What just happened? In its latest report, the US Government Accountability Office found that although NASA's JWST project has made significant progress since GAO's March 2019 report, new technical challenges emerging later in the year have resulted in schedule strain. This could increase the project costs even further, with NASA planning a reassessment of the current launch date in spring 2020.

For curious minds, the James Webb Space Telescope seems to take forever to make its way into space and report back data about the origins and mysteries of the universe. The project has faced several delays since inception, leading to a 95 percent increase in development costs, and now it looks like it won't be making its March 30, 2021 launch date as announced in 2018.

The GAO annually audits NASA's progress on the JWST program and in its eighth report, the agency "assessed the extent to which (1) the JWST project is executing within the revised schedule and cost targets established in 2018, and (2) NASA implemented and sustained key improvements to performance and oversight undertaken since 2018."

It found that the project faced new technical challenges that not only consumed a large portion of the schedule reserve but also resulted in longer employment of the contractor workforce than planned, potentially adding to project costs. "NASA continues to monitor multiple, other risks that could place further schedule and cost strains on the project" notes the report.

NASA's replanning of the project in June 2018 after "technical and workmanship issues" saw the space agency addressing "all recommendations" from an independent review board. It had also managed to achieve a number of integration and testing milestones, such as deployment of the secondary mirror assembly and observatory level testing.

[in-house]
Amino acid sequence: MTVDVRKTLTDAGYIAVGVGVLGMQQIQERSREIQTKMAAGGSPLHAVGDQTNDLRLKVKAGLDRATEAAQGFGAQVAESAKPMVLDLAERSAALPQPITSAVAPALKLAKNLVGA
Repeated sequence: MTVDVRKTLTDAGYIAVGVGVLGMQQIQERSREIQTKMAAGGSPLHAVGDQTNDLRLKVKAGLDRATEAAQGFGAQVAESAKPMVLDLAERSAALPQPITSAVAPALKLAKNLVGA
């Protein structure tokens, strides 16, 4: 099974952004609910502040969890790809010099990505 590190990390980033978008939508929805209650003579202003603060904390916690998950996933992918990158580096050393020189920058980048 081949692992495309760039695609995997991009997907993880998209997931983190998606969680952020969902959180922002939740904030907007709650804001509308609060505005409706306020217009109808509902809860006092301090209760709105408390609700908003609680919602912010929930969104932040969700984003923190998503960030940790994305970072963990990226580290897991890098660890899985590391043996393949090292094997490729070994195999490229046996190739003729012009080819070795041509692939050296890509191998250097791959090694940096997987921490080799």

"The cost and schedule analysis completed by the project in October 2019 indicated that the project will not exceed the cost commitment established in the 2018 replan even if launch is delayed further by a few months," says GAO, adding that officials deem the project funding to be sufficient to continue work "even if the launch date slips 3-4 months past the March 2021 launch date."

As for recommendations, GAO doesn't have any new ones at this time. The government agency notes that its made "several recommendations to NASA on the management of this project in previous reports and NASA has agreed with and taken action on many of them," with the most recent being a joint cost and schedule level analysis for the project which NASA completed in October 2019.

A new launch date for JWST is expected to be announced later this year by NASA as it works its way through the troubled project.